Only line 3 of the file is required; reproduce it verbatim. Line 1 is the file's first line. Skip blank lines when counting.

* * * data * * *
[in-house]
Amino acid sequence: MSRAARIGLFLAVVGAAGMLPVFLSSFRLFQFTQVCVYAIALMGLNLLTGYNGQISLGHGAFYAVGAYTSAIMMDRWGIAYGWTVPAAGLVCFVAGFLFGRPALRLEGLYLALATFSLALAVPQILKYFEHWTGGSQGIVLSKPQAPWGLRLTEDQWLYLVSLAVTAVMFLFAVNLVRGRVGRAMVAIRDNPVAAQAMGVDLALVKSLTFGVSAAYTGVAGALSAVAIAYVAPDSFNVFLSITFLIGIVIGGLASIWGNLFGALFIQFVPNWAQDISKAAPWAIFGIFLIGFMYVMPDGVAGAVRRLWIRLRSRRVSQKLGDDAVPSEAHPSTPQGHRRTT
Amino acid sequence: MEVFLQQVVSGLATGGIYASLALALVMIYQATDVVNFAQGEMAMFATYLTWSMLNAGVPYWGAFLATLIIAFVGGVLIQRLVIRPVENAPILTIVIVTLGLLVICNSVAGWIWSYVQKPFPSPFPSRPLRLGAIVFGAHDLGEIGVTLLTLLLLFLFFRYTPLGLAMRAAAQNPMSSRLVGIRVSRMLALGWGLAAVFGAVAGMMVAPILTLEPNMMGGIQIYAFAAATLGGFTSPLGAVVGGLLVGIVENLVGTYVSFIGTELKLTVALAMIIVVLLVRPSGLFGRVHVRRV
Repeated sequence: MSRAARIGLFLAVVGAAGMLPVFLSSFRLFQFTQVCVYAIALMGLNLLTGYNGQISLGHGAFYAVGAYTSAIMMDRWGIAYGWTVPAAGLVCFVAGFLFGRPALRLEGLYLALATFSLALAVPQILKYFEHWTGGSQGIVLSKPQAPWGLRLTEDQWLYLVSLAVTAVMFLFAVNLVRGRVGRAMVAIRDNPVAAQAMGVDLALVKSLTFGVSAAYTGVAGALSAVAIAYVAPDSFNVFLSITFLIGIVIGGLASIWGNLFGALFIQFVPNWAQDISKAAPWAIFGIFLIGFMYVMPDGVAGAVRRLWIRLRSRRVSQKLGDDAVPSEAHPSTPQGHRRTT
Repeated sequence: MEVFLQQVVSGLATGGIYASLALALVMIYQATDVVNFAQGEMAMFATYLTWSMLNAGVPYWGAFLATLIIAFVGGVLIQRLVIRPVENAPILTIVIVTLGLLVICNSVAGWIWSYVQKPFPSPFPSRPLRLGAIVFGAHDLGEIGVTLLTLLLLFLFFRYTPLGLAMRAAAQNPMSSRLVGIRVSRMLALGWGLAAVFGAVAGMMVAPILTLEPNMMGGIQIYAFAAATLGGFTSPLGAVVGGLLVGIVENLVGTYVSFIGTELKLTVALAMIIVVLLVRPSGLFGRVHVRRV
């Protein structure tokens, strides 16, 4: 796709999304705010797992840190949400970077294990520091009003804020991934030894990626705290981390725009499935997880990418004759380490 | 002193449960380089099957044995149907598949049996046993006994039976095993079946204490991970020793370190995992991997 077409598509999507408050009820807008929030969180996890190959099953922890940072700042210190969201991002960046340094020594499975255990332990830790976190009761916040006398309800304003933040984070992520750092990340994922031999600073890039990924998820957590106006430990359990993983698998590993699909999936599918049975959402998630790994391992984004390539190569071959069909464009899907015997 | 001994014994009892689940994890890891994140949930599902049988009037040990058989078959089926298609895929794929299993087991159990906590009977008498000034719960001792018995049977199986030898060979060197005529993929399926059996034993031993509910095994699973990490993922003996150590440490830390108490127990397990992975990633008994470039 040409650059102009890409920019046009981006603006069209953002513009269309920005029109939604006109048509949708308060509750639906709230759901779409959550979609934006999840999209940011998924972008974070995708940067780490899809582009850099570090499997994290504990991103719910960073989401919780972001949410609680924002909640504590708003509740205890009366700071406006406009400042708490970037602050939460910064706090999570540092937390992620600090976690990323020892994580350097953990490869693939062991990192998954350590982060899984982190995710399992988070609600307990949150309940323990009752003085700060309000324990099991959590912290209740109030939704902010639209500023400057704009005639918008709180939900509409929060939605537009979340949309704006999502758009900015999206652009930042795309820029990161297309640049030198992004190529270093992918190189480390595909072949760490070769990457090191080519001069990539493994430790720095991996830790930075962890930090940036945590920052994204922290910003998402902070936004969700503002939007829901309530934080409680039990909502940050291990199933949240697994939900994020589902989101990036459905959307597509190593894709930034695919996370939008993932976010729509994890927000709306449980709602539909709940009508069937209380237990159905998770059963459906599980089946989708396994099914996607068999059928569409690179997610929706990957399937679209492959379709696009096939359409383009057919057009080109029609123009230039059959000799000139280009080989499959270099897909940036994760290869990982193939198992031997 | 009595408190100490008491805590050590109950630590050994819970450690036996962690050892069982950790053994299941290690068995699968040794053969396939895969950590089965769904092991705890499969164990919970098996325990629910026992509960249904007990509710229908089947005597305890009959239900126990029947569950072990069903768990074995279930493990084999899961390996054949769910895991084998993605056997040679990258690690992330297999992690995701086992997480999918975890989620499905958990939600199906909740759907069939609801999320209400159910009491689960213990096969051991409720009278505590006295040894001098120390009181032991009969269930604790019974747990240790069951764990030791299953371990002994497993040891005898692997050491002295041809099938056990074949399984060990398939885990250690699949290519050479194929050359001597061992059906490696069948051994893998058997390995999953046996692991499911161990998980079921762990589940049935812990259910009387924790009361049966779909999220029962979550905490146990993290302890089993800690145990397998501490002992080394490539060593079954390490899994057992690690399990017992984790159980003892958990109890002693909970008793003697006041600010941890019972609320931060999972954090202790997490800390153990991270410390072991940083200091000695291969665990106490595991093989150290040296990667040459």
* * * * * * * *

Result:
Amino acid sequence: MEVFLQQVVSGLATGGIYASLALALVMIYQATDVVNFAQGEMAMFATYLTWSMLNAGVPYWGAFLATLIIAFVGGVLIQRLVIRPVENAPILTIVIVTLGLLVICNSVAGWIWSYVQKPFPSPFPSRPLRLGAIVFGAHDLGEIGVTLLTLLLLFLFFRYTPLGLAMRAAAQNPMSSRLVGIRVSRMLALGWGLAAVFGAVAGMMVAPILTLEPNMMGGIQIYAFAAATLGGFTSPLGAVVGGLLVGIVENLVGTYVSFIGTELKLTVALAMIIVVLLVRPSGLFGRVHVRRV